Streptococcus (S.) suis is an important invasive, extracellular pathogen in pigs, which causes meningitis, arthritis, serositis and other diseases. Furthermore, it is also an emerging zoonotic agent. This study was initiated by the finding that IgM degradation products are released after opsonization of S. suis with porcine serum. The objective of this work was to identify and characterize the factor responsible for IgM cleavage. The results showed that a protein of S. suis with high homology to the well characterized IgG endopeptidase of S. pyogenes IdeS (or Mac1) [1, 2], designated IdeSsuis, degrades immunoglobulins (Ig) of the isotype M, but not IgG, IgA or other proteins present in porcine cerebrospinal fluid, joint fluid or serum. Western Blot analysis revealed that IdeSsuis is host-specific as it exclusively cleaves porcine IgM but not IgM from six other species. Flow cytometry and immunofluorescence microscopy demonstrated that this protein modulates binding of IgM to the bacterial surface. Furthermore the isogenic ideSsuis deletion mutant is significantly attenuated in survival in porcine blood [3]. IdeSsuis is the first prokaryotic IgM-specific protease described indicating a novel host-pathogen interaction at an early stage of the host immune response. Furthermore cleavage of porcine IgM by IdeSsuis is the first identified phenotype reflecting functional adaptation of S. suis to pigs as the main host.

Place, publisher, year, edition, pages
Elsevier, 2013
National Category
Microbiology in the medical area
Identifiers
urn:nbn:se:umu:diva-87426 (URN)10.1016/j.ijmm.2013.08.004 (DOI)000331497600197 ()
Conference
65th Annual Meeting of the German-Society-for-Hygiene-and-Microbiology (DGHM) e V / Annual Meeting of the German-Society-for-Infectious-Diseases (DGI) e V, SEP 22-25, 2013, Rostock, GERMANY
Available from: 2014-04-02 Created: 2014-03-31 Last updated: 2018-06-08Bibliographically approved
Seele, J., Singpiel, A., Spoerry, C., von Pawel-Rammingen, U., Valentin-Weigand, P. & Baums, C. G. (2013). Identification of a Novel Host-Specific IgM Protease in Streptococcus suis. Journal of Bacteriology, 195(5), 930-940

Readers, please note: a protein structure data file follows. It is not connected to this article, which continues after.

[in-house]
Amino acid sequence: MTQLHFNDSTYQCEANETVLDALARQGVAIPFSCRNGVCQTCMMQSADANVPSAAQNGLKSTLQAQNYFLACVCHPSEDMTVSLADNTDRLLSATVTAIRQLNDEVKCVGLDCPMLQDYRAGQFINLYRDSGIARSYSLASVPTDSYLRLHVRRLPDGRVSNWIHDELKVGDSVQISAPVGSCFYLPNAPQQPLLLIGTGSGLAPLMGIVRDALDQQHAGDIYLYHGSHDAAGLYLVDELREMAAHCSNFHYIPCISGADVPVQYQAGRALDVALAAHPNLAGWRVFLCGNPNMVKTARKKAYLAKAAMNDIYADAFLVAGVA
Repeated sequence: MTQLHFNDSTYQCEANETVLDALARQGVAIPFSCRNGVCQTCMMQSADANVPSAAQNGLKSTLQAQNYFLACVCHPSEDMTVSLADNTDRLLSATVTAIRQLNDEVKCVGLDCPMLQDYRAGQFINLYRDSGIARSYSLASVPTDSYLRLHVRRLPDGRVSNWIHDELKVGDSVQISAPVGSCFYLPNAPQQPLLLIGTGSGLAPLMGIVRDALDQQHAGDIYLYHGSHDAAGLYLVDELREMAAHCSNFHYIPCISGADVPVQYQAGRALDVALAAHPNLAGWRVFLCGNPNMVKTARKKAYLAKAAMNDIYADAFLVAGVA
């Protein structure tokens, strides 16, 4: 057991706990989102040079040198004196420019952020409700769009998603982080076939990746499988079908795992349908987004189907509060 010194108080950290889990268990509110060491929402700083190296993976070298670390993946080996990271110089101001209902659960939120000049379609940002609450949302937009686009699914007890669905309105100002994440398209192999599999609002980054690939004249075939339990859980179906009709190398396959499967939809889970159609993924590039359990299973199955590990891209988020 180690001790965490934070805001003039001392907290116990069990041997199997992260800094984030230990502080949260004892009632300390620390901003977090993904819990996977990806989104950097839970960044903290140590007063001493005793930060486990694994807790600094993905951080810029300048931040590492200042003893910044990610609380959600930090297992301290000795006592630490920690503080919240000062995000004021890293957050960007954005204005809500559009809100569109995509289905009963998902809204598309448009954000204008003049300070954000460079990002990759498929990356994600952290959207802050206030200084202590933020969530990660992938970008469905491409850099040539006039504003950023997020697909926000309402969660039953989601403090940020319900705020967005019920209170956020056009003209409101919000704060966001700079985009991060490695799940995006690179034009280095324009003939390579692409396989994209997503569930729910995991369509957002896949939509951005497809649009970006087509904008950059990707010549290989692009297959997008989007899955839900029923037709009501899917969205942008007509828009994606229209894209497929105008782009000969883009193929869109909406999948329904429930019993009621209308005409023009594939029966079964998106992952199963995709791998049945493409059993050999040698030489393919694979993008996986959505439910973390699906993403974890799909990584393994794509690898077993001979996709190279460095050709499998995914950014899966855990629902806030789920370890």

Open this publication in new window or tab >>Identification of a Novel Host-Specific IgM Protease in Streptococcus suis
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2013 (English)In: Journal of Bacteriology, ISSN 0021-9193, E-ISSN 1098-5530, Vol. 195, no 5, p. 930-940Article in journal (Refereed) Published
Abstract [en]

Streptococcus suis serotype 2 is a highly invasive, extracellular pathogen in pigs with the capacity to cause severe infections in humans. This study was initiated by the finding that IgM degradation products are released after opsonization of S. suis. The objective of this work was to identify the bacterial factor responsible for IgM degradation. The results of this study showed that a member of the IdeS family, designated Ide(Ssuis) (Immunoglobulin M-degrading enzyme of S. suis), is responsible and sufficient for IgM cleavage. Recombinant Ide(Ssuis) was found to degrade only IgM but neither IgG nor IgA. Interestingly, Western blot analysis revealed that Ide(Ssuis) is host specific, as it exclusively cleaves porcine IgM but not IgM from six other species, including a closely related member of the Suidae family. As demonstrated by flow cytometry and immunofluorescence microscopy, Ide(Ssuis) modulates binding of IgM to the bacterial surface. Ide(Ssuis) is the first prokaryotic IgM-specific protease described, indicating that this enzyme is involved in a so-far-unknown mechanism of host-pathogen interaction at an early stage of the host immune response. Furthermore, cleavage of porcine IgM by Ide(Ssuis) is the first identified phenotype reflecting functional adaptation of S. suis to pigs as the main host.